There's some good news in the selloff this morning. We seemed to hit a floor -- an oversold floor. That's where we bounce because people feel that enough is enough. Everybody who had to sell has sold. At least for now.

I know old tech hangs in. There is some excellent action in the semis and in the companies that make the Net go faster, better, quicker, happier -- whatever. My semi buys look good.

So do the cyclicals, which have been wrecked recently. Stocks like

Georgia Pacific

(GP)

, which saw its high when it preannounced better-than-expected results, have now swooned so far that buyers have come in. I have no conviction here, but it is encouraging action.

Even retail doesn't seem to want to go much lower, arguing that the July results, which no one expects to be blowout ones, may be priced in. I am also seeing some safety buys.

Procter & Gamble

(PG) - Get Report

keeps climbing.

Colgate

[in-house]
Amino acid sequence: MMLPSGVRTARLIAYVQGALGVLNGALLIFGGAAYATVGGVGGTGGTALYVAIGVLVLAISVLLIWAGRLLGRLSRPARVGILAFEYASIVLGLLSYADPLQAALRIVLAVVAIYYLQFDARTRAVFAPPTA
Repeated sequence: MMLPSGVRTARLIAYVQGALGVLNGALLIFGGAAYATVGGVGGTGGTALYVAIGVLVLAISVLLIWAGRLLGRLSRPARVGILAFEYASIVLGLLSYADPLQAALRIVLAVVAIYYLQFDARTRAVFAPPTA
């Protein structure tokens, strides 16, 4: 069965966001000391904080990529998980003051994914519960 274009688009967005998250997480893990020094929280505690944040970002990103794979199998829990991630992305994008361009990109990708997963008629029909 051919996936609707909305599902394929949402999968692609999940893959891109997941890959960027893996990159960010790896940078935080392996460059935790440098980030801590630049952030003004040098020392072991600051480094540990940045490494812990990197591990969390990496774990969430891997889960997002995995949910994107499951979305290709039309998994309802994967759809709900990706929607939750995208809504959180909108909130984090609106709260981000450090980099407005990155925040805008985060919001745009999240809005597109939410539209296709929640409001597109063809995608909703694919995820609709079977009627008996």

(CL) - Get Report

seems to be making a stand. The action in

Dial

(DL) - Get Report

even smells like a bottom, so maybe I can stop going to

CVS

(CVS) - Get Report

,

Duane Reade

(DRD) - Get Report

and

Rite Aid

(RAD) - Get Report

to buy all the soap bars they have to keep the stock from going down. (LOL.)

A lot of the strength may stem from the bonds doing fine in the face of massive negative group-think, including lots of gloomy TV prognoses.

But most of it is because there has been so much selling that the sellers are taking a break.

Not much more to it.

James J. Cramer is manager of a hedge fund and co-founder of TheStreet.com. At time of publication, his fund was long Dial. His fund often buys and sells securities that are the subject of his columns, both before and after the columns are published, and the positions that his fund takes may change at any time. Under no circumstances does the information in this column represent a recommendation to buy or sell stocks. Cramer's writings provide insights into the dynamics of money management and are not a solicitation for transactions. While he cannot provide investment advice or recommendations, he invites you to comment on his column at

jjcletters@thestreet.com.